Green in 10 steps
Ten Ways To Be Green:
1. Save energy to save money. Set your thermostat a few degrees lower in the winter and a few degrees higher in the summer to save on heating and cooling costs. Install compact fluorescent light bulbs (CFLs) when your older incandescent bulbs burn out. Unplug appliances when you're not using them. Or, use a "smart" power strip that senses when appliances are off and cuts "phantom" or "vampire" energy use. Wash clothes in cold water whenever possible. As much as 85 percent of the energy used to machine-wash clothes goes to heating the water. Use a drying rack or clothesline to save the energy otherwise used during machine drying.
2.Save water to save money. Take shorter showers to reduce water use. This will lower your water and heating bills too. Install a low-flow showerhead. They don't cost much, and the water and energy savings can quickly pay back your investment. Make sure you have a faucet aerator on each faucet. These inexpensive appliances conserve heat and water, while keeping water pressure high. Plant drought-tolerant native plants in your garden. Many plants need minimal watering. Find out which occur naturally in your area.
3. Less gas = more money (and better health!). Walk or bike to work. This saves on gas and parking costs while improving your cardiovascular health and reducing your risk of obesity. Consider telecommuting if you live far from your work. Or move closer. Even if this means paying more rent, it could save you money in the long term. Lobby your local government to increase spending on sidewalks and bike lanes. With little cost, these improvements can pay huge dividends in bettering your health and reducing traffic.
4. Eat smart. If you eat meat, add one meatless meal a week. Meat costs a lot at the store-and it's even more expensive when you consider the related environmental and health costs. Buy locally raised, humane, and organic meat, eggs, and dairy whenever you can. Purchasing from local farmers keeps money in the local economy. Watch videos about why local food and sustainable seafood are so great. Whatever your diet, eat low on the food chain [pdf]. This is especially true for seafood.
5. Skip the bottled water. Use a water filter to purify tap water instead of buying bottled water. Not only is bottled water expensive, but it generates large amounts of container waste. Bring a reusable water bottle, preferably aluminum rather than plastic, with you when traveling or at work.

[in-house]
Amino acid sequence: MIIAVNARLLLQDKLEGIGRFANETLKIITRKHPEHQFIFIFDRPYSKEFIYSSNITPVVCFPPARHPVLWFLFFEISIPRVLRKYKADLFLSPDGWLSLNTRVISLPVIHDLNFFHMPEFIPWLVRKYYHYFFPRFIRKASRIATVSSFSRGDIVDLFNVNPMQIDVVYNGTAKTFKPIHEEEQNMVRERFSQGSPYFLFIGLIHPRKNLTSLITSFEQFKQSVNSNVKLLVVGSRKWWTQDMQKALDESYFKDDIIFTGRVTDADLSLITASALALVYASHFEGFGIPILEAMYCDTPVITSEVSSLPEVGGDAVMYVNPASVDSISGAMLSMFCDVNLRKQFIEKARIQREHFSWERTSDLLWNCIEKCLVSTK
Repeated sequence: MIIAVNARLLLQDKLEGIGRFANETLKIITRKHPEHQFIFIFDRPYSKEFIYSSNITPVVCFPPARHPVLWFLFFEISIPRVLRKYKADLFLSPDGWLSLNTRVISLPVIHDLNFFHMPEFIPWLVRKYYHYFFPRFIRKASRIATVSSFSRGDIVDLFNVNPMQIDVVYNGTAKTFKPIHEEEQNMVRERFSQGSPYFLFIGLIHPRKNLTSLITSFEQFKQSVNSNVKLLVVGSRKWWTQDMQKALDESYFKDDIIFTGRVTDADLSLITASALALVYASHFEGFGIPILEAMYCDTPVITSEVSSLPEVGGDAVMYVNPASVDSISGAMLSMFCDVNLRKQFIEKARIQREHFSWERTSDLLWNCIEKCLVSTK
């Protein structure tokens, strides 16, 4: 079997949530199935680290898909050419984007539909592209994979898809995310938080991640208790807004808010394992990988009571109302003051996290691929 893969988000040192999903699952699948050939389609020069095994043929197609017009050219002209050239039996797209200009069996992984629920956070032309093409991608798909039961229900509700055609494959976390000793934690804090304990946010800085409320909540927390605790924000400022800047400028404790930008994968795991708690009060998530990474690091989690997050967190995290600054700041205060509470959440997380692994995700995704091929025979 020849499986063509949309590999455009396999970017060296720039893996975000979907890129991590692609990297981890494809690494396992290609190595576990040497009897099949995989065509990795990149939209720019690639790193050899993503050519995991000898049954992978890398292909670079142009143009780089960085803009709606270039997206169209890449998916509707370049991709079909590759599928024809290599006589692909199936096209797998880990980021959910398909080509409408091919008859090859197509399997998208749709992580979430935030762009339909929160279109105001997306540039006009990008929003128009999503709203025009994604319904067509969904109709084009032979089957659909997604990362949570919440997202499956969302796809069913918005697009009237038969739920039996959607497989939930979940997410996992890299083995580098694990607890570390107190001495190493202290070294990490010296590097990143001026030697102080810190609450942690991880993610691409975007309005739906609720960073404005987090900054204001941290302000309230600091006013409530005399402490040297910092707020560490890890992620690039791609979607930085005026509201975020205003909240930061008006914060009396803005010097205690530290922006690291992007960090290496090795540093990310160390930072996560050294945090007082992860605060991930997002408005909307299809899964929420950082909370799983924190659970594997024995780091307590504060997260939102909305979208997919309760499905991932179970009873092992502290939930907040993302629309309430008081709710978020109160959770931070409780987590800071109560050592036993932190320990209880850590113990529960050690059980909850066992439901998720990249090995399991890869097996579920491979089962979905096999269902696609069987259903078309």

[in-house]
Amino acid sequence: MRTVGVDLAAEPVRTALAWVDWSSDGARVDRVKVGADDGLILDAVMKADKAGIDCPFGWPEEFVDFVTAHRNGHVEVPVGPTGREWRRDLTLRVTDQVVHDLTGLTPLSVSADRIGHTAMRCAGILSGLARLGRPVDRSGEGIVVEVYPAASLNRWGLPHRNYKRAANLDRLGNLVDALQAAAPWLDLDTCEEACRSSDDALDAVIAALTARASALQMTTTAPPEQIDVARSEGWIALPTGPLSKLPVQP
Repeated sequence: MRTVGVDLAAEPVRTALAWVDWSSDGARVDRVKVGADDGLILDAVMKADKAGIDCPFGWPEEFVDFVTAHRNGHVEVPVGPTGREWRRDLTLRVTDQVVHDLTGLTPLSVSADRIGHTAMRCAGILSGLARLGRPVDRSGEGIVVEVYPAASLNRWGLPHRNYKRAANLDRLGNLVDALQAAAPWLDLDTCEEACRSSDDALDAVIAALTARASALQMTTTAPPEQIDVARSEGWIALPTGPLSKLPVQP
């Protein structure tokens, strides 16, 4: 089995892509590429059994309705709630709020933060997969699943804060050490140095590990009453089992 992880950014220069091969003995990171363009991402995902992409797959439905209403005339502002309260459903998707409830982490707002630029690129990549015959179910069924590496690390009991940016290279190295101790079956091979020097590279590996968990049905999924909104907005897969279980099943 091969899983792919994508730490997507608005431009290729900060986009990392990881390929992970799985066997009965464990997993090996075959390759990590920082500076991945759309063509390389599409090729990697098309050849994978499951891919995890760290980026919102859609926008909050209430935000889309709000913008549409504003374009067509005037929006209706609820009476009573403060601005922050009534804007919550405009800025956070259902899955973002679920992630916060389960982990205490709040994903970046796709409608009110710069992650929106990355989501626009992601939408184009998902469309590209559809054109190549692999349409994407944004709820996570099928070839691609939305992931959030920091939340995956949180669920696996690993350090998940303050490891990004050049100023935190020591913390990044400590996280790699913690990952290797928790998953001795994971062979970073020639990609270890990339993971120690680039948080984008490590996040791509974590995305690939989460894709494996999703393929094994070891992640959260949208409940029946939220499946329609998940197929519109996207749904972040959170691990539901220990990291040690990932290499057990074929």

6.Think before you buy. Go online to find new or gently used secondhand products. Whether you've just moved or are looking to redecorate, consider a service like craigslist or FreeSharing to track down furniture, appliances, and other items cheaply or for free. Check out garage sales, thrift stores, and consignment shops for clothing and other everyday items. When making purchases, make sure you know what's "Good Stuff" and what isn't. Watch a video about what happens when you buy things. Your purchases have a real impact, for better or worse.
7. Borrow instead of buying. Borrow from libraries instead of buying personal books and movies. This saves money, not to mention the ink and paper that goes into printing new books. Share power tools and other appliances. Get to know your neighbors while cutting down on the number of things cluttering your closet or garage.
8. Buy smart. Buy in bulk. Purchasing food from bulk bins can save money and packaging. Wear clothes that don't need to be dry-cleaned. This saves money and cuts down on toxic chemical use. Invest in high-quality, long-lasting products. You might pay more now, but you'll be happy when you don't have to replace items as frequently (and this means less waste!).
9. Keep electronics out of the trash. Keep your cell phones, computers, and other electronics as long as possible. Donate or recycle them responsibly when the time comes. E-waste contains mercury and other toxics and is a growing environmental problem. Recycle your cell phone. Ask your local government to set up an electronics recycling and hazardous waste collection event.
10. REDUCE, REUSE and RECYCLE as much as possible!!
Did you know?
- One plastic bag takes up to a 1,000 years to breakdown in a landfill? This year alone, over 36,000,000,000 plastic bags have already been consumed. The best thing you can do is to use reusable shopping bags. Throughout the lifetime of one reusable bag, you will have kept 1,000 plastic bags out of a landfill!
- About 80% of what Americans throw away is recyclable, yet our recycling rate is only 28%. Before you toss something in the trash check to see if their is a recycling symbol on the container. If yes, rinse it out and toss it into your recycling can! Over time you will see your trash can take longer and longer to fill up!
- In 2007, more than 830 million pounds of plastic bags and film were recycled, a 27 percent increase from 2005.
- More than 20 million Hershey's Kisses are wrapped each day, using 133 square miles of aluminum foil. Believe it not, ALL that foil is recyclable, but not many people realize it so most it goes in the trash!
- A leaky faucet can waste 100 gallons a day.
- Recycling one aluminum can saves enough energy to run a TV for three hours. In spite of this, Americans throw away enough aluminum to rebuild our entire commercial fleet of airplanes every three months!
- Americans consume more than 10 billion paper bags per year. Approximately 14 million trees are cut down every year for paper bag production.
- The primary greenhouse gas responsible for global warming is carbon dioxide. The U.S. is responsible for 25% of the carbon dioxide emissions worldwide.
Any questions please contact Nancy Weil at firstname.lastname@example.org